The Central Aragua area is on the southern flank of the mountain ranges of north-central Venezuela. The south boundary of the map area separates the mountainous metamorphic zone from the low hills and plains underlain by unmetamorphosed rocks to the south.

Most of the area is underlain by a sequence of metamorphosed volcanic rocks more than 3000 m thick, the Villa de Cura group. This sequence has been subdivided into four conformable formations. The lowest three formations (El Cano, El Chino, and El Car-men) consist of metamorphosed spilitic basalts and associated volcanic sedimentary rocks. These rocks are now greenstones, some of which contain glaucophane. A striking feature of the metalavas is the presence of unaltered augite. The uppermost (Santa Isabel) formation is considerably more siliceous than the lowest three formations and consists of chlorite-quartz-albite schists and granulites; many rocks contain glaucophane. The Santa Isabel rocks closely approximate keratophyre lavas in chemical composition but are clearly of sedimentary origin. Dioritic rocks intruded into the Santa Isabel formation predate the main metamorphism.

North of the Villa de Cura group a sequence of carbonaceous phyllitic schists and metamorphosed lithic arenite sandstones and conglomerates and a distinctive limestone with large clastic calcite grains crop out. The sequence, the Tucutunemo formation, is considered to be the uppermost member of the Caracas group of metasedimentary rocks and to overlie conformably the Las Mercedes formation.

The volcanic rocks of the Villa de Cura group are considered to have been erupted after the deposition of the Tucutunemo formation. Possibly the volcanic rocks were erupted in a geographically separate area. Scanty paleontologic evidence suggests an Early Cretaceous age for the Caracas group.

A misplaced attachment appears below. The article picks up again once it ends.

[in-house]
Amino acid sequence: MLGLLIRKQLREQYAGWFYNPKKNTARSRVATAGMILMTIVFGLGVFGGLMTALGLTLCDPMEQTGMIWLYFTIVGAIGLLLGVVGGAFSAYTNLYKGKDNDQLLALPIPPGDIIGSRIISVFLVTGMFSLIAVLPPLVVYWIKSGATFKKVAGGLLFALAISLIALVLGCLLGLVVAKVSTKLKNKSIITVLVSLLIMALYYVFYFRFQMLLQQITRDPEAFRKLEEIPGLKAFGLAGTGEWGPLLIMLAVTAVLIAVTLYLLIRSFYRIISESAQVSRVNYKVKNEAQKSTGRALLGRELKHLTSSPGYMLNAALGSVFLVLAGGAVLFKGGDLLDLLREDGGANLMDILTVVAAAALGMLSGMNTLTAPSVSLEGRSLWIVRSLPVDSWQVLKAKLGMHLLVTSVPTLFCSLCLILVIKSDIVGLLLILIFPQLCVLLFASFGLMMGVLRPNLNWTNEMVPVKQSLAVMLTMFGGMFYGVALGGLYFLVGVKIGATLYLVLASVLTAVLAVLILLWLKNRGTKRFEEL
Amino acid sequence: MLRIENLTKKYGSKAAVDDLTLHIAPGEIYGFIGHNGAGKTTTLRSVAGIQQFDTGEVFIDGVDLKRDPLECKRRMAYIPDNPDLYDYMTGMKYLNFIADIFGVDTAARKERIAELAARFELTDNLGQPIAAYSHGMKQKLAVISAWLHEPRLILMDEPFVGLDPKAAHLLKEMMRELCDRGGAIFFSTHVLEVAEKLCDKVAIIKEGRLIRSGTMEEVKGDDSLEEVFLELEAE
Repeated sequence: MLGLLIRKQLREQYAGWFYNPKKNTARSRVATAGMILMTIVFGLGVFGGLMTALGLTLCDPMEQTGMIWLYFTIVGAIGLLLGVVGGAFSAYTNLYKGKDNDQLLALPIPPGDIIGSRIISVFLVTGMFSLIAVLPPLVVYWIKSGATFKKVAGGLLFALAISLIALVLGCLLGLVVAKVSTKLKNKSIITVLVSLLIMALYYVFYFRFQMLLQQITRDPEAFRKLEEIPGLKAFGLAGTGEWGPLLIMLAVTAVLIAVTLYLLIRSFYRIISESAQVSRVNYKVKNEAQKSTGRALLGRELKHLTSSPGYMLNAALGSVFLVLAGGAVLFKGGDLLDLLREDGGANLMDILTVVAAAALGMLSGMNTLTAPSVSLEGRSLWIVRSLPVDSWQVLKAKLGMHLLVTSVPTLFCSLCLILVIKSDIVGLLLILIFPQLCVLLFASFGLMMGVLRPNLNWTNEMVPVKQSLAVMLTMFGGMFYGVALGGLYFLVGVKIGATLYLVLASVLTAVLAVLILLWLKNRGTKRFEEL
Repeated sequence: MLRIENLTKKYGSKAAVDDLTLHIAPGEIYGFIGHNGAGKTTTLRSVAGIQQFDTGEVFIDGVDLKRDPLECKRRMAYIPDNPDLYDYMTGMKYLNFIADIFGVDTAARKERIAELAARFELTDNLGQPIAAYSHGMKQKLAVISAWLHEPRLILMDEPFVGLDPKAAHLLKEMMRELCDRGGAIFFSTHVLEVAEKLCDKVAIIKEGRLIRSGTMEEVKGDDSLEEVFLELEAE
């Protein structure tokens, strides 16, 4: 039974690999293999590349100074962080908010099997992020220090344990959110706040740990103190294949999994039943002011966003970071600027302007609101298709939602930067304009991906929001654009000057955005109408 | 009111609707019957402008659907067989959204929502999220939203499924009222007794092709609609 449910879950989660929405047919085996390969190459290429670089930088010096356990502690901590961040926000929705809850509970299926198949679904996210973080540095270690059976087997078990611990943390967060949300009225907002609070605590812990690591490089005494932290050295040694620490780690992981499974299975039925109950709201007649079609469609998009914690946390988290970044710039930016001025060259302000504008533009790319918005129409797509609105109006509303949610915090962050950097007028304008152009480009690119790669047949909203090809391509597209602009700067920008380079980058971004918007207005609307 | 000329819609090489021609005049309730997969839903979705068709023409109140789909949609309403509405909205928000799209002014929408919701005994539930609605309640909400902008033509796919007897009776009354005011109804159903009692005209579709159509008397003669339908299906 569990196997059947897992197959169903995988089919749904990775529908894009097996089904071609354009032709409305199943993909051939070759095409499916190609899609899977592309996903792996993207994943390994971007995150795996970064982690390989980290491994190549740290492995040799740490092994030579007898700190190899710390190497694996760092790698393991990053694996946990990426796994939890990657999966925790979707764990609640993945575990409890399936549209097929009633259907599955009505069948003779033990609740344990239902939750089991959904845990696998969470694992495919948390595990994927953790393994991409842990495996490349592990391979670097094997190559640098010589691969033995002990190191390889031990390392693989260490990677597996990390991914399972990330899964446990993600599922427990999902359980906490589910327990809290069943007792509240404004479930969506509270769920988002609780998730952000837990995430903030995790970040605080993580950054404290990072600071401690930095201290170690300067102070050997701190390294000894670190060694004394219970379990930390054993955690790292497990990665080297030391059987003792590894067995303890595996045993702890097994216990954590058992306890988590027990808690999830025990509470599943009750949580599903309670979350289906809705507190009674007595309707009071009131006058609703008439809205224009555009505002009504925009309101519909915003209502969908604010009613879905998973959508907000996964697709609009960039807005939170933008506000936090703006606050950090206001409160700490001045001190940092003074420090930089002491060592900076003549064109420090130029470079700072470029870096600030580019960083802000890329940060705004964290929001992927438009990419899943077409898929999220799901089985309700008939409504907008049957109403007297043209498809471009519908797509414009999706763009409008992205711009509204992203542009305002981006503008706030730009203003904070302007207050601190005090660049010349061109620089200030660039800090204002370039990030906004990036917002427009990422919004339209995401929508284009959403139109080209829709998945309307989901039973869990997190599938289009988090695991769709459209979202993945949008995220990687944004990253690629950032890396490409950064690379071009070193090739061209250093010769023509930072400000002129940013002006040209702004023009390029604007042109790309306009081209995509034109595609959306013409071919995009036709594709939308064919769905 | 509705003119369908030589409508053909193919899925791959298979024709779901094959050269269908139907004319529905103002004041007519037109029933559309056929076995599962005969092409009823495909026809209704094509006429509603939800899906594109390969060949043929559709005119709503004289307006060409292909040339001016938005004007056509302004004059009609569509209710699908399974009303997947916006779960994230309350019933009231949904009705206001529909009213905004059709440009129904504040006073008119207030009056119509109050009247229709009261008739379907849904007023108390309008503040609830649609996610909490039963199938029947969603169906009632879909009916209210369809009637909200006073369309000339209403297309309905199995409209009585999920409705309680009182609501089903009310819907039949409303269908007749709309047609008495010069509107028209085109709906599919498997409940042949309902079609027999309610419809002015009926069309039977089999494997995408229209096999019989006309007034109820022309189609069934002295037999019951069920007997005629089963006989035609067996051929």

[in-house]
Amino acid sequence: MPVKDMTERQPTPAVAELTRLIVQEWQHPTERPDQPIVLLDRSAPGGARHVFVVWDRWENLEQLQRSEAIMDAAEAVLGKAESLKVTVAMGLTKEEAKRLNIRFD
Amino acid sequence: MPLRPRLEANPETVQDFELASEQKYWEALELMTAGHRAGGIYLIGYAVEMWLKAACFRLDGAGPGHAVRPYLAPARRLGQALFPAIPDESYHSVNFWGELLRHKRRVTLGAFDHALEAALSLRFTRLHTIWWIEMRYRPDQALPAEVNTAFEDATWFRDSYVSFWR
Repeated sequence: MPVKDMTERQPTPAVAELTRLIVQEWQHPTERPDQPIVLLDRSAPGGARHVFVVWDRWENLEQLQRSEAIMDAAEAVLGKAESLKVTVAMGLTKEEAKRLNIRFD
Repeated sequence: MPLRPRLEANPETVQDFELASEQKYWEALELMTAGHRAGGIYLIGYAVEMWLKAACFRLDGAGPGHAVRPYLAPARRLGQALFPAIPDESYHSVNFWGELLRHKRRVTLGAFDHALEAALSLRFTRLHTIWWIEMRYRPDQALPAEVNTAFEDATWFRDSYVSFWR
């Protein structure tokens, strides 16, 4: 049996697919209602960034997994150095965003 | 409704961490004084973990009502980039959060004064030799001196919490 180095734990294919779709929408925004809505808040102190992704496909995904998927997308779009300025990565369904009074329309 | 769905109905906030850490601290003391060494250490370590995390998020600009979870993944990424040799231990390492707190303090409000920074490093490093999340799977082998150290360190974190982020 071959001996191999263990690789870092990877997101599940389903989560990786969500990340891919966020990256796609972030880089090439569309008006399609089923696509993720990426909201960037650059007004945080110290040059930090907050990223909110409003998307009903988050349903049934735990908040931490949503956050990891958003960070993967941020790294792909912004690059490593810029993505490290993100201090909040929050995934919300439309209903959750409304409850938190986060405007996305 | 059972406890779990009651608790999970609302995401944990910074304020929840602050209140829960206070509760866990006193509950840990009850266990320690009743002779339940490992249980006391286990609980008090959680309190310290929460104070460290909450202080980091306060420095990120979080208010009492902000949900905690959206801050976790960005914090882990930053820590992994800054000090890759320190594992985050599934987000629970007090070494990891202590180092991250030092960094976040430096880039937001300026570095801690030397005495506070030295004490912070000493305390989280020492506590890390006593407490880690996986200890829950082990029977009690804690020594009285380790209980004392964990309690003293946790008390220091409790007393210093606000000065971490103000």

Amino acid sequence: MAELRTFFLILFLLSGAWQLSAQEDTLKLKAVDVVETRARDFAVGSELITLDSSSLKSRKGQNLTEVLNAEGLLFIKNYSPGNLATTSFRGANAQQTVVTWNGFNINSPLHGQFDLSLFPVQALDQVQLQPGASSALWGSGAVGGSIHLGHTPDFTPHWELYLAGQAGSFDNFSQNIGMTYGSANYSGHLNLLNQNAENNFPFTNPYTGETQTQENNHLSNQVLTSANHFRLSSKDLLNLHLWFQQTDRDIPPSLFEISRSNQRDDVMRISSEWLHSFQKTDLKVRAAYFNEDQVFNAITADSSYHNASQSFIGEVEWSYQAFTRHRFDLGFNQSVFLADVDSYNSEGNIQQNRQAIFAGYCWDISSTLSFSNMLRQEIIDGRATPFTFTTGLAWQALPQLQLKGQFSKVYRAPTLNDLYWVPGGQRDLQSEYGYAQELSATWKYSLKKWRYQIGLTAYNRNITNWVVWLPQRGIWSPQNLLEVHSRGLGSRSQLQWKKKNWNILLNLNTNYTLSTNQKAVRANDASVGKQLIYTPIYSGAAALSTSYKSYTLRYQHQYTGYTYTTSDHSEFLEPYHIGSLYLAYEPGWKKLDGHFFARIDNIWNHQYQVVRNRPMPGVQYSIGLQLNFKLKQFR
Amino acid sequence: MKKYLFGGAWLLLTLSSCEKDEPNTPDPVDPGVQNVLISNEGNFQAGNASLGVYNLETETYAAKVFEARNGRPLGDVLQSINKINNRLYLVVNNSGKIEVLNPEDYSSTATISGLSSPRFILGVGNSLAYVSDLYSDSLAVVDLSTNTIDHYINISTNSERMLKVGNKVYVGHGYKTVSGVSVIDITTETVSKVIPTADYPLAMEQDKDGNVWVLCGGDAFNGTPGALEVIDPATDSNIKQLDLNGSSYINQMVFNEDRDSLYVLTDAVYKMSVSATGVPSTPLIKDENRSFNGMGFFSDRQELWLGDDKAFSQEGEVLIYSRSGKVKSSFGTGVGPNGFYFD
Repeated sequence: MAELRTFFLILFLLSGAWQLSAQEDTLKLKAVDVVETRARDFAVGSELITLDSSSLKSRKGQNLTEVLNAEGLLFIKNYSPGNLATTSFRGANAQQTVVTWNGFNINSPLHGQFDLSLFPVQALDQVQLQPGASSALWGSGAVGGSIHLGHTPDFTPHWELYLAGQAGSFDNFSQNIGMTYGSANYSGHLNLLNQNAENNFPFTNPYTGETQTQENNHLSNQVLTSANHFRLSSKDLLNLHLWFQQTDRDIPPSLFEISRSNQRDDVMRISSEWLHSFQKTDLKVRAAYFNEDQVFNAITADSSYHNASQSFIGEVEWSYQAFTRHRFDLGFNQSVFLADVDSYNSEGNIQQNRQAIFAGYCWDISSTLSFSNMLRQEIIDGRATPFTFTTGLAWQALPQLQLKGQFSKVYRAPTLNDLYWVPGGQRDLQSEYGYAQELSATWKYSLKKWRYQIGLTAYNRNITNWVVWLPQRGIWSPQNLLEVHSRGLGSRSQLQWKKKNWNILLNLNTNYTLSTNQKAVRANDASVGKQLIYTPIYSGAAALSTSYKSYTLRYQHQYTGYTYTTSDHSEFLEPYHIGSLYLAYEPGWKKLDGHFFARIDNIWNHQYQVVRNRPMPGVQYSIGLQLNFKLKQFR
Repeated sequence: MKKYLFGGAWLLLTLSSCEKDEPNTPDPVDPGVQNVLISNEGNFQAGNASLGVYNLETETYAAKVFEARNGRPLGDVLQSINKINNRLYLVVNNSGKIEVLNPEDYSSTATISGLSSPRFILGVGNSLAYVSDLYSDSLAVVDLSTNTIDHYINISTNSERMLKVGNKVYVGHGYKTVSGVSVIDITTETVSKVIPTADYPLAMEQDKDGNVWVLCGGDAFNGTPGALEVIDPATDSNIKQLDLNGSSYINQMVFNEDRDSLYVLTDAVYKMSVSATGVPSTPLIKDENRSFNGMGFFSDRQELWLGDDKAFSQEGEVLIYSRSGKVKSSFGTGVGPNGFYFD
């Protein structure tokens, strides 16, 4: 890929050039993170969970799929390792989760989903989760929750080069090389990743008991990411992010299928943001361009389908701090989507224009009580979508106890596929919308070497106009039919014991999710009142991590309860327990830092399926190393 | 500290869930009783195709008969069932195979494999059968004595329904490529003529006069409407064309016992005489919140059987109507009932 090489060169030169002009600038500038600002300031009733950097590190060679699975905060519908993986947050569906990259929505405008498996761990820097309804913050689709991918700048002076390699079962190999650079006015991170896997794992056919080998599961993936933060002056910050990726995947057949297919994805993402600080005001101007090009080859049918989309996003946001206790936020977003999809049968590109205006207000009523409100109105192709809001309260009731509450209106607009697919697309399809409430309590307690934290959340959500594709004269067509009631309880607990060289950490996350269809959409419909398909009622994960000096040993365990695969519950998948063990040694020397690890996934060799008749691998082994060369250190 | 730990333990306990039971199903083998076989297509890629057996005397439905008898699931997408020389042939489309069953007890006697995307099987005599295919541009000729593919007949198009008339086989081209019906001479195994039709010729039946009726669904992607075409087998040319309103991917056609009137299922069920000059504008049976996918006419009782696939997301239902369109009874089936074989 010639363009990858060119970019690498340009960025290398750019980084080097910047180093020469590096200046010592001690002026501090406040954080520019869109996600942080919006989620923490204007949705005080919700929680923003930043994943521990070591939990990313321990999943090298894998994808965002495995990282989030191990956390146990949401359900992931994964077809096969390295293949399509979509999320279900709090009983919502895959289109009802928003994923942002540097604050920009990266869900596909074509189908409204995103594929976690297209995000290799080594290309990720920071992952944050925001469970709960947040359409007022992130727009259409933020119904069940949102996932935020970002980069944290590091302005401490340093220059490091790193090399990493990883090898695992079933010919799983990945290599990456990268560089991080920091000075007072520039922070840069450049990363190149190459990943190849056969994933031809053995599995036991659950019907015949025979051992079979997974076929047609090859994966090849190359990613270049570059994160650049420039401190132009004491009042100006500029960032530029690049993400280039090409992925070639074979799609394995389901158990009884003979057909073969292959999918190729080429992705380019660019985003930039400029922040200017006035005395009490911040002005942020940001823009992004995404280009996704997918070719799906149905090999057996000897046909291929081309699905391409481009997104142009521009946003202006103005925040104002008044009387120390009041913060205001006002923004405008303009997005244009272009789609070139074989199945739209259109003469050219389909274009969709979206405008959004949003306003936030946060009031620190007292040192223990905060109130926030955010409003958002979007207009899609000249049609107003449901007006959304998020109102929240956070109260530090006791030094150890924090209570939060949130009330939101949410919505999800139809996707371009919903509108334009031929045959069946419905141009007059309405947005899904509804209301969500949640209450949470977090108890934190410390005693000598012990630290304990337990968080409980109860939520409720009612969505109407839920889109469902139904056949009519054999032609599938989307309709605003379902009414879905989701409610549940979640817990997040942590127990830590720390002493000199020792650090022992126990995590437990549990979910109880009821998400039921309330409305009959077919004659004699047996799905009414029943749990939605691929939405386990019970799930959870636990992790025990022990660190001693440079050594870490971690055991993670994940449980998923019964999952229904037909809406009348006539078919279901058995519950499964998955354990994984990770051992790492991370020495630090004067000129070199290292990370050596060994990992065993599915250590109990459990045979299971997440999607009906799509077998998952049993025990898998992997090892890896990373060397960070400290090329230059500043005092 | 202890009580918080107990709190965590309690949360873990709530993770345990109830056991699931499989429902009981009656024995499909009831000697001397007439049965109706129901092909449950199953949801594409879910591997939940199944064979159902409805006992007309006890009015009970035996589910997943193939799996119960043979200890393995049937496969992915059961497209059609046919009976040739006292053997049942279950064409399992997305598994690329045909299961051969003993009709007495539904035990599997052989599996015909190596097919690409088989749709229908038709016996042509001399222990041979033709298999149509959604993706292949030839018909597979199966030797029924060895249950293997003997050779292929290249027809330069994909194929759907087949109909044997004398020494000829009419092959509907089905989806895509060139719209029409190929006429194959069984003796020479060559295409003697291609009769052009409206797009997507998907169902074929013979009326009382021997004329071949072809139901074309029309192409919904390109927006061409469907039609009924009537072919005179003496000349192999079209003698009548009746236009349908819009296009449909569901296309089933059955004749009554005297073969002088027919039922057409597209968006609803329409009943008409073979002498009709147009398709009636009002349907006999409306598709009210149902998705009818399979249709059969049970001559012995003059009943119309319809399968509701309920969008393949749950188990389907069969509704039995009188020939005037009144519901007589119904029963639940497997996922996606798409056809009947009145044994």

In mid-Cretaceous times the main crustal deformation took place, accompanied by the intrusion of ultramafic rocks. The grade of metamorphism attained was not greater than that represented by the albite-epidote-amphibolite facies of regional metamorphism.

After the deformation another series of spilitic basalts and tuffs, the Tiara volcanic rocks, was extruded. These extrusions are texturally and mineralogically distinct from those of the Villa de Cura group. The Arrayanes formation on the southern boundary of the map area consists of lithic wacke siltstones, sandstones, and conglomerates composed largely of Tiara pebbles. The formation is dated by a Coniacian ammonite found near San Juan de los Morros. Neither the top nor the bottom of the formation have been observed.

In Maestrichtian to Paleocene times deposition of calcareous lithic wacke siltstones and sandstones and aphanitic foraminiferal limestones was continuous. The Maestrichtian sequence in the present mountain belt is referred to as the Paracotos formation. A second weaker orogeny began after the deposition of the Paracotos formation. The Tiara and Paracotos formations were caught within the deforming mountain belt and underwent mild dynamic metamorphism. The Arrayanes and Maestrichtian rocks to the south were merely carried northward on the south limb of this belt and were unaffected by the metamorphism. During Paleocene time, deposition was conformable with the Maestrichtian in the south but unconformable in the north. A third weak deformation took place in late- or post-Paleocene time.

The dominant structural trend of N.75°E. is explained by north-northwest—south–southeast compression. This compression could have resulted from an east–west shear couple produced by the movement of the Caribbean block eastward into the deforming arcuate tectogene. Normal faulting, possibly in response to isostatic adjustment, took place after the deformations. This faulting was accompanied by solid reinjection of the ultramafic rocks.

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